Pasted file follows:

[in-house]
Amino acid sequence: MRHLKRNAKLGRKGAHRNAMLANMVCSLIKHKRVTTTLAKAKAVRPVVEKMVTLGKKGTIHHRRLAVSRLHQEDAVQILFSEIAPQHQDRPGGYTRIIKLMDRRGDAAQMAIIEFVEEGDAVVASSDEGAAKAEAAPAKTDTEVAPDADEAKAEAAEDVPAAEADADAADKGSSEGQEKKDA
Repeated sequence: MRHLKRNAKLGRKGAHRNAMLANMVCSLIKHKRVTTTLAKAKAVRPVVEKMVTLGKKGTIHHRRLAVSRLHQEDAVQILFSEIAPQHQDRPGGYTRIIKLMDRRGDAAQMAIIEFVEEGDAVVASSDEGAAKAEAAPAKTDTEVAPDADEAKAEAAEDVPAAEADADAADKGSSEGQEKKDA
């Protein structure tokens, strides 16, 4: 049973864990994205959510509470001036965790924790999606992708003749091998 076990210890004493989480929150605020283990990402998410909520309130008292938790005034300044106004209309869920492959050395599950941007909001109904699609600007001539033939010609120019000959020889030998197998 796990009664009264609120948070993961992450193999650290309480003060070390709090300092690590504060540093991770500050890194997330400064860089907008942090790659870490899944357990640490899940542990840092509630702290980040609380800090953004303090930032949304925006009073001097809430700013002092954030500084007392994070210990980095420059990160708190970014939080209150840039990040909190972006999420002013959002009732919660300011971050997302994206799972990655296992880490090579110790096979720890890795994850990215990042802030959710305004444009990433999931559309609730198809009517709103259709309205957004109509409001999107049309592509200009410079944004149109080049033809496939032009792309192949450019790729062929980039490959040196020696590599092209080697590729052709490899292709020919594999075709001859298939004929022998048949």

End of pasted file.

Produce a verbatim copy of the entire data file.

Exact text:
[in-house]
Amino acid sequence: MRHLKRNAKLGRKGAHRNAMLANMVCSLIKHKRVTTTLAKAKAVRPVVEKMVTLGKKGTIHHRRLAVSRLHQEDAVQILFSEIAPQHQDRPGGYTRIIKLMDRRGDAAQMAIIEFVEEGDAVVASSDEGAAKAEAAPAKTDTEVAPDADEAKAEAAEDVPAAEADADAADKGSSEGQEKKDA
Repeated sequence: MRHLKRNAKLGRKGAHRNAMLANMVCSLIKHKRVTTTLAKAKAVRPVVEKMVTLGKKGTIHHRRLAVSRLHQEDAVQILFSEIAPQHQDRPGGYTRIIKLMDRRGDAAQMAIIEFVEEGDAVVASSDEGAAKAEAAPAKTDTEVAPDADEAKAEAAEDVPAAEADADAADKGSSEGQEKKDA
């Protein structure tokens, strides 16, 4: 049973864990994205959510509470001036965790924790999606992708003749091998 076990210890004493989480929150605020283990990402998410909520309130008292938790005034300044106004209309869920492959050395599950941007909001109904699609600007001539033939010609120019000959020889030998197998 796990009664009264609120948070993961992450193999650290309480003060070390709090300092690590504060540093991770500050890194997330400064860089907008942090790659870490899944357990640490899940542990840092509630702290980040609380800090953004303090930032949304925006009073001097809430700013002092954030500084007392994070210990980095420059990160708190970014939080209150840039990040909190972006999420002013959002009732919660300011971050997302994206799972990655296992880490090579110790096979720890890795994850990215990042802030959710305004444009990433999931559309609730198809009517709103259709309205957004109509409001999107049309592509200009410079944004149109080049033809496939032009792309192949450019790729062929980039490959040196020696590599092209080697590729052709490899292709020919594999075709001859298939004929022998048949």